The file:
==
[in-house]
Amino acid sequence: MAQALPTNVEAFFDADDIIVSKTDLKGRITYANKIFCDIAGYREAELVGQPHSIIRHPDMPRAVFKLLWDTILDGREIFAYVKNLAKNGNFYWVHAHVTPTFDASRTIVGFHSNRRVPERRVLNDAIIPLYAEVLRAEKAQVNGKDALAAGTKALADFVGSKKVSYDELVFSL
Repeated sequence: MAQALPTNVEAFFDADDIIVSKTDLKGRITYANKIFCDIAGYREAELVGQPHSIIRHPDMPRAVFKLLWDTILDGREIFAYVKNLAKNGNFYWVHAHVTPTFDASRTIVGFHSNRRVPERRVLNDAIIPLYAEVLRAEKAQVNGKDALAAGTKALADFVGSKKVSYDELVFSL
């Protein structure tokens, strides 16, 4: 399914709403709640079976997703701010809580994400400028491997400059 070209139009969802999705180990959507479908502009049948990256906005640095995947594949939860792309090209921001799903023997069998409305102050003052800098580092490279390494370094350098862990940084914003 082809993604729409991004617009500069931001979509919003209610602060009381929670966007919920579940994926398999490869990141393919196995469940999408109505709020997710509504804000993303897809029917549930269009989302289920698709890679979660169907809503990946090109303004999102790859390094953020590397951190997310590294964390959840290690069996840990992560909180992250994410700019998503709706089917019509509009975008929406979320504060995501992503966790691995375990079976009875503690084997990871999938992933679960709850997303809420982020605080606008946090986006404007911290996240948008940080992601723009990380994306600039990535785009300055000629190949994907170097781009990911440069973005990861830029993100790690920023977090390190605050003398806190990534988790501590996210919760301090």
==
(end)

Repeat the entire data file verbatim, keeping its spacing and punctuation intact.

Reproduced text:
[in-house]
Amino acid sequence: MAQALPTNVEAFFDADDIIVSKTDLKGRITYANKIFCDIAGYREAELVGQPHSIIRHPDMPRAVFKLLWDTILDGREIFAYVKNLAKNGNFYWVHAHVTPTFDASRTIVGFHSNRRVPERRVLNDAIIPLYAEVLRAEKAQVNGKDALAAGTKALADFVGSKKVSYDELVFSL
Repeated sequence: MAQALPTNVEAFFDADDIIVSKTDLKGRITYANKIFCDIAGYREAELVGQPHSIIRHPDMPRAVFKLLWDTILDGREIFAYVKNLAKNGNFYWVHAHVTPTFDASRTIVGFHSNRRVPERRVLNDAIIPLYAEVLRAEKAQVNGKDALAAGTKALADFVGSKKVSYDELVFSL
């Protein structure tokens, strides 16, 4: 399914709403709640079976997703701010809580994400400028491997400059 070209139009969802999705180990959507479908502009049948990256906005640095995947594949939860792309090209921001799903023997069998409305102050003052800098580092490279390494370094350098862990940084914003 082809993604729409991004617009500069931001979509919003209610602060009381929670966007919920579940994926398999490869990141393919196995469940999408109505709020997710509504804000993303897809029917549930269009989302289920698709890679979660169907809503990946090109303004999102790859390094953020590397951190997310590294964390959840290690069996840990992560909180992250994410700019998503709706089917019509509009975008929406979320504060995501992503966790691995375990079976009875503690084997990871999938992933679960709850997303809420982020605080606008946090986006404007911290996240948008940080992601723009990380994306600039990535785009300055000629190949994907170097781009990911440069973005990861830029993100790690920023977090390190605050003398806190990534988790501590996210919760301090």